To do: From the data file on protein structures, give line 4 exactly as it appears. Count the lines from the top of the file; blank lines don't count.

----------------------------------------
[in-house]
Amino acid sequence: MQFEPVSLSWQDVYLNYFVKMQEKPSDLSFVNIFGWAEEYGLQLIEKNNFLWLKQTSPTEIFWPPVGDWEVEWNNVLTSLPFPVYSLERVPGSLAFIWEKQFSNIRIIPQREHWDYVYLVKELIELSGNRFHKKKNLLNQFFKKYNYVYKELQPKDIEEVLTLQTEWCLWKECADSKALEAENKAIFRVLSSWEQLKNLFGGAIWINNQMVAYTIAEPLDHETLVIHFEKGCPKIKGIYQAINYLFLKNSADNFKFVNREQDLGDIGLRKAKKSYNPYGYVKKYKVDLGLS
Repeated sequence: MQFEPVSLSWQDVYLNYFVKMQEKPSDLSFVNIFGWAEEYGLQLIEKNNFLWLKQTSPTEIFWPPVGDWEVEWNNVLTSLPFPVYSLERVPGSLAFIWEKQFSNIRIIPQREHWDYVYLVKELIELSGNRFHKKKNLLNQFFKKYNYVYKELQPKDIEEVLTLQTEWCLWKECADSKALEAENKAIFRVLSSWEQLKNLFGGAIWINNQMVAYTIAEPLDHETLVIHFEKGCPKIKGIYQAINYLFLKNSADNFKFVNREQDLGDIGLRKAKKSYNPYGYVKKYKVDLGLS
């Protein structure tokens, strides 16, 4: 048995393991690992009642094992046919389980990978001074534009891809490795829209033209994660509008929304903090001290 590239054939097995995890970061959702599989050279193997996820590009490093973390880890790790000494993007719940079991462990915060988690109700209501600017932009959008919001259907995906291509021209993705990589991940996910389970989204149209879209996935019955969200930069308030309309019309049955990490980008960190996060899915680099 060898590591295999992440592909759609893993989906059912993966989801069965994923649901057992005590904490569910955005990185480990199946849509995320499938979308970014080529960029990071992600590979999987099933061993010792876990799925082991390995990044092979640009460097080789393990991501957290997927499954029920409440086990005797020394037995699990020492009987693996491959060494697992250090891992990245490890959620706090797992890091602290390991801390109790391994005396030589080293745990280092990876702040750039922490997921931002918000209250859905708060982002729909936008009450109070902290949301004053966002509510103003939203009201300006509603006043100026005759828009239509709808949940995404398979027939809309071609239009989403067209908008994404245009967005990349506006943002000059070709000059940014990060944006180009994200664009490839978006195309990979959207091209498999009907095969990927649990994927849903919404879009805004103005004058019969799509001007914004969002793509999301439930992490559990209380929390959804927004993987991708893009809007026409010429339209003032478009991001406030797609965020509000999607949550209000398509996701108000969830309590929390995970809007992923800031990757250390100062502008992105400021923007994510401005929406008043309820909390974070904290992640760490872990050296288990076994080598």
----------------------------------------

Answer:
């Protein structure tokens, strides 16, 4: 048995393991690992009642094992046919389980990978001074534009891809490795829209033209994660509008929304903090001290 590239054939097995995890970061959702599989050279193997996820590009490093973390880890790790000494993007719940079991462990915060988690109700209501600017932009959008919001259907995906291509021209993705990589991940996910389970989204149209879209996935019955969200930069308030309309019309049955990490980008960190996060899915680099 060898590591295999992440592909759609893993989906059912993966989801069965994923649901057992005590904490569910955005990185480990199946849509995320499938979308970014080529960029990071992600590979999987099933061993010792876990799925082991390995990044092979640009460097080789393990991501957290997927499954029920409440086990005797020394037995699990020492009987693996491959060494697992250090891992990245490890959620706090797992890091602290390991801390109790391994005396030589080293745990280092990876702040750039922490997921931002918000209250859905708060982002729909936008009450109070902290949301004053966002509510103003939203009201300006509603006043100026005759828009239509709808949940995404398979027939809309071609239009989403067209908008994404245009967005990349506006943002000059070709000059940014990060944006180009994200664009490839978006195309990979959207091209498999009907095969990927649990994927849903919404879009805004103005004058019969799509001007914004969002793509999301439930992490559990209380929390959804927004993987991708893009809007026409010429339209003032478009991001406030797609965020509000999607949550209000398509996701108000969830309590929390995970809007992923800031990757250390100062502008992105400021923007994510401005929406008043309820909390974070904290992640760490872990050296288990076994080598």